There are five basics on juvenile delinquency. Which include what is a juvenile delinquency matter? , juvenile delinquent court process, juvenile traffic offender, certifying a minor as an adult, and limited public access to juvenile delinquency cases . There are a lot of statistics behind this topic. In 2008, an estimated 60 percent of children in the U.S. were exposed to violence, crime, or abuse in their homes, schools, and communities says the U.S. census bureau.
We can push for legislation demanding a stricter screening of foster homes and orphanages, for better observation of youths leaving facilities like detention and rehabilitation centers. These are potential solutions, but the most effective is the simplest of all. The best way to solve the rising youth homelessness in America, is to better educate ourselves. With the worsening state of the economy there has been a steady rise in the rates of homelessness for all ages. The causes amongst youth homelessness include financial instability, abusive guardians, conflict between the youth and their guardians in dealings with sexual activity or pregnancy.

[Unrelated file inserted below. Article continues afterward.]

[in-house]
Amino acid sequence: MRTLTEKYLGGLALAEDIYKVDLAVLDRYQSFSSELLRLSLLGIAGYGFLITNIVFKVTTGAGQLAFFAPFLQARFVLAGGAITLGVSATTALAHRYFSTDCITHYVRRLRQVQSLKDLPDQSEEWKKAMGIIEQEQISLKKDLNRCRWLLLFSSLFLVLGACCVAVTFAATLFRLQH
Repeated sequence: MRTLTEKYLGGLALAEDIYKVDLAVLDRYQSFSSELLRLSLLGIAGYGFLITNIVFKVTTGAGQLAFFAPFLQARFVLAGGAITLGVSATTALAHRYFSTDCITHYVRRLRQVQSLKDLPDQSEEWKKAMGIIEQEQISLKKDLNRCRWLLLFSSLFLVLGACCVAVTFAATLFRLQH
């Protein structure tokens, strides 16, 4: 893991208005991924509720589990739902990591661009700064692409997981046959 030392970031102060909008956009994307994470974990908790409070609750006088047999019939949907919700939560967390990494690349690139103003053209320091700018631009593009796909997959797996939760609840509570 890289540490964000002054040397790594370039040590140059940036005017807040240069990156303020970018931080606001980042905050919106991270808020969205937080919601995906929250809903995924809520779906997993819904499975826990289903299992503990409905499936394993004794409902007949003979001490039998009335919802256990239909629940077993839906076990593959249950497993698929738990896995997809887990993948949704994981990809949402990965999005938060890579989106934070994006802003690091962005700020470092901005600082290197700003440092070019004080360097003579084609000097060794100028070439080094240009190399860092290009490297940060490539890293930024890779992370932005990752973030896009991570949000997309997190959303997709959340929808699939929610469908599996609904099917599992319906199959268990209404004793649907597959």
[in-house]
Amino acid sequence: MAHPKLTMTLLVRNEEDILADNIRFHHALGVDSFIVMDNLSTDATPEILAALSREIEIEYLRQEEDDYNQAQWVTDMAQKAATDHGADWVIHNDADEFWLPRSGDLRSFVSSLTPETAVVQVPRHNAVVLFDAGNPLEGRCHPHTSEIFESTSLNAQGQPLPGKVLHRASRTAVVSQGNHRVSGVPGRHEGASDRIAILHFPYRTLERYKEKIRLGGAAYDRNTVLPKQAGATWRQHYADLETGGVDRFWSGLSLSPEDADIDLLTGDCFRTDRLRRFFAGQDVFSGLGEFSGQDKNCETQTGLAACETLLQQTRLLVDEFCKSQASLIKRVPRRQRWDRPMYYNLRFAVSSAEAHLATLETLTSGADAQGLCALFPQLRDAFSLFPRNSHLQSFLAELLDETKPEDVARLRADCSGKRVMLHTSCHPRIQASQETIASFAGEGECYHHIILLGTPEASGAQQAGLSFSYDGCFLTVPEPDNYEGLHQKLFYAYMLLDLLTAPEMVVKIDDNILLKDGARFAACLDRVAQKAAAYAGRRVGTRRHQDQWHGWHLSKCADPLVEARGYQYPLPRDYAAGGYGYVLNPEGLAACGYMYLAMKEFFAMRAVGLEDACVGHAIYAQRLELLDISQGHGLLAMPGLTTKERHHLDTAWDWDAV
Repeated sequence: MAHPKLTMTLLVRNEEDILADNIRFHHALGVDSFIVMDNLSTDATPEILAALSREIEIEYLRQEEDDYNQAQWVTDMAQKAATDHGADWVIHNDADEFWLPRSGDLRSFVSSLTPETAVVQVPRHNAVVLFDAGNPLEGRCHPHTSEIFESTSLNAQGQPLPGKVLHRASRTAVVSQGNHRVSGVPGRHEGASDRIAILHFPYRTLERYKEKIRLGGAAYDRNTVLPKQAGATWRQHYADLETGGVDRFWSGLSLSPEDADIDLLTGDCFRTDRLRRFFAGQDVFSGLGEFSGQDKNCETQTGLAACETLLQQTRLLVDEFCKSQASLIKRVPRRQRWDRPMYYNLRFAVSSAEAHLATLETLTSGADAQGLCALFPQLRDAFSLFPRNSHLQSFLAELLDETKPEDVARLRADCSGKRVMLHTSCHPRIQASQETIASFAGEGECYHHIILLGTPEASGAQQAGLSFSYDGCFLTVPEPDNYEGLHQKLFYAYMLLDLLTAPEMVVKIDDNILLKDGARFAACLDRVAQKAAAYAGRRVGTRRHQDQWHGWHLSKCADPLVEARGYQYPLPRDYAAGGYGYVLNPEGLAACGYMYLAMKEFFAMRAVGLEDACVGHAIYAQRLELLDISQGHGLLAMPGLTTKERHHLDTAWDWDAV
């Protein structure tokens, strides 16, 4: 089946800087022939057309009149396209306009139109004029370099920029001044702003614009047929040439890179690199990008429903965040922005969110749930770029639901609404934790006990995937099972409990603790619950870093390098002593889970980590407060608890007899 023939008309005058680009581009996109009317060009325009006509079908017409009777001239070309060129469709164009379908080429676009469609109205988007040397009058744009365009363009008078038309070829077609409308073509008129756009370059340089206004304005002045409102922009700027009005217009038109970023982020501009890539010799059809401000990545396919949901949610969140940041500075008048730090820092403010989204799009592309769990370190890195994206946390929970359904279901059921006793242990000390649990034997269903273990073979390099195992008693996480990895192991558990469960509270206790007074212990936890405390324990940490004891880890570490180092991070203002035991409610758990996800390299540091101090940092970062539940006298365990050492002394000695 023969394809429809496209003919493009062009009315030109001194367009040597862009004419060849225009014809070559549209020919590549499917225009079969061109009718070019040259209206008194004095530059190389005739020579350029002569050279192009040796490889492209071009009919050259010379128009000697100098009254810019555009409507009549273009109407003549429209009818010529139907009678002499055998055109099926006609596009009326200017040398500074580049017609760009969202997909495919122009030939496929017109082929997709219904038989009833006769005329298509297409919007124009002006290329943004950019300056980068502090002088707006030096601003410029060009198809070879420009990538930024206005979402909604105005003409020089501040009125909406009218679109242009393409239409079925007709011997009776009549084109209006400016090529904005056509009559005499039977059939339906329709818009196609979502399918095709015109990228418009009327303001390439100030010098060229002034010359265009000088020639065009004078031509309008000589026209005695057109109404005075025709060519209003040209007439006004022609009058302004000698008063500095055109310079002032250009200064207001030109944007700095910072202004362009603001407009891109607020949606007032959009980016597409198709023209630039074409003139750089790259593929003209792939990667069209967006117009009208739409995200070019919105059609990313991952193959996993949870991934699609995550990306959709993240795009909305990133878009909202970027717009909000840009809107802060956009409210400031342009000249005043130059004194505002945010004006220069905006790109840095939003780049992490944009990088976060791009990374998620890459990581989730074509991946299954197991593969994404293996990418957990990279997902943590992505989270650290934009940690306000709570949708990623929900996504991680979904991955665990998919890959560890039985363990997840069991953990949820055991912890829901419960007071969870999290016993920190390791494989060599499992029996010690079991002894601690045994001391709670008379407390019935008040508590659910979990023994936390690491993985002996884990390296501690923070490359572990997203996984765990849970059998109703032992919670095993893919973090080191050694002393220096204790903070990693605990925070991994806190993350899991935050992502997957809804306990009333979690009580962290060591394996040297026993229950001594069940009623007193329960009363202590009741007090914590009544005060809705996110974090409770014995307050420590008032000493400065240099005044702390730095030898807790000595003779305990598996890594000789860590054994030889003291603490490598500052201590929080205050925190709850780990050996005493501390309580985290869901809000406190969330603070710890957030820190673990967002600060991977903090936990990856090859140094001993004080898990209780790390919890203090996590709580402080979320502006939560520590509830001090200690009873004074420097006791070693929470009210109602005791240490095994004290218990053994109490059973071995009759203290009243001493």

Child abuse in the United States continues to be a serious and escalating problem. Child abuse may set a young person onto a non-normative developmental pathway toward a range of many psychosocial, emotional, and behavioral problems. Child abuse in particular the physical and emotional abuse is associated with an increased risk of very aggressive and violent behavior. Child abuse is also positively correlated with conduct problem behavior, including aggression around the age of 17 (Maughan, D., & Moore, S. C. 2010). The purpose of this literature review is to show that there is a direct cause and effect relationship between child abuse and he likelihood of that child being involved in the justice system.
This may have an emotional impact on the juvenile involved, which may lead them to committing delinquent acts. The children sometimes feel they are left to fend for themselves emotionally and the stress of these emotions are left upon the guardian at the time. These intense sufferings sometimes leave the juveniles in a harmful mental state resembling depression, anxiety, post-traumatic stress disorder and feelings of abandonment from their parents/guardians. Children with incarcerated parents are five times more likely than their peers to commit crimes (Texas Department of Criminal Justice, 2008). The Texas Department of Family and Protective Services (DFPS) helps our communities guard our children, disabled and our elderly from abuse and neglect.